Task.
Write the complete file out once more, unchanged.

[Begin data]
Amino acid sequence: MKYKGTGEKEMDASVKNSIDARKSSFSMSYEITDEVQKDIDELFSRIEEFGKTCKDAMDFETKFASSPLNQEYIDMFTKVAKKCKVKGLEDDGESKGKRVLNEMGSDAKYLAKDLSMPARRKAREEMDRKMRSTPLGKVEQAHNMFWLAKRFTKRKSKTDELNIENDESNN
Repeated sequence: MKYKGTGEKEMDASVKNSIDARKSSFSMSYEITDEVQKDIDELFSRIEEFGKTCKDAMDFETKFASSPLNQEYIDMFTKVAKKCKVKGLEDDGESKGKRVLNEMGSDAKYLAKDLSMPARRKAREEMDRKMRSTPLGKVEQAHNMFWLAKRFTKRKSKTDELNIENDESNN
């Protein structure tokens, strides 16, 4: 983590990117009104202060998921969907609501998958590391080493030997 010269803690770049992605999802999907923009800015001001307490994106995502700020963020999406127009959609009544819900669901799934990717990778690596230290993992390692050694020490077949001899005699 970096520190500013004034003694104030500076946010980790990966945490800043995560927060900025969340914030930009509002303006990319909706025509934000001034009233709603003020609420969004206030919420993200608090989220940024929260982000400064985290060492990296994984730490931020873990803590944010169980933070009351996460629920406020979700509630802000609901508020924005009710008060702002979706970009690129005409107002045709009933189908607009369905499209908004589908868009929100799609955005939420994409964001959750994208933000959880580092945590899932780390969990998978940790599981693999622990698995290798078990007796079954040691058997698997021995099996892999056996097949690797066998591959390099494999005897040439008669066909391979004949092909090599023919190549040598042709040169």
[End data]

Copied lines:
Amino acid sequence: MKYKGTGEKEMDASVKNSIDARKSSFSMSYEITDEVQKDIDELFSRIEEFGKTCKDAMDFETKFASSPLNQEYIDMFTKVAKKCKVKGLEDDGESKGKRVLNEMGSDAKYLAKDLSMPARRKAREEMDRKMRSTPLGKVEQAHNMFWLAKRFTKRKSKTDELNIENDESNN
Repeated sequence: MKYKGTGEKEMDASVKNSIDARKSSFSMSYEITDEVQKDIDELFSRIEEFGKTCKDAMDFETKFASSPLNQEYIDMFTKVAKKCKVKGLEDDGESKGKRVLNEMGSDAKYLAKDLSMPARRKAREEMDRKMRSTPLGKVEQAHNMFWLAKRFTKRKSKTDELNIENDESNN
């Protein structure tokens, strides 16, 4: 983590990117009104202060998921969907609501998958590391080493030997 010269803690770049992605999802999907923009800015001001307490994106995502700020963020999406127009959609009544819900669901799934990717990778690596230290993992390692050694020490077949001899005699 970096520190500013004034003694104030500076946010980790990966945490800043995560927060900025969340914030930009509002303006990319909706025509934000001034009233709603003020609420969004206030919420993200608090989220940024929260982000400064985290060492990296994984730490931020873990803590944010169980933070009351996460629920406020979700509630802000609901508020924005009710008060702002979706970009690129005409107002045709009933189908607009369905499209908004589908868009929100799609955005939420994409964001959750994208933000959880580092945590899932780390969990998978940790599981693999622990698995290798078990007796079954040691058997698997021995099996892999056996097949690797066998591959390099494999005897040439008669066909391979004949092909090599023919190549040598042709040169």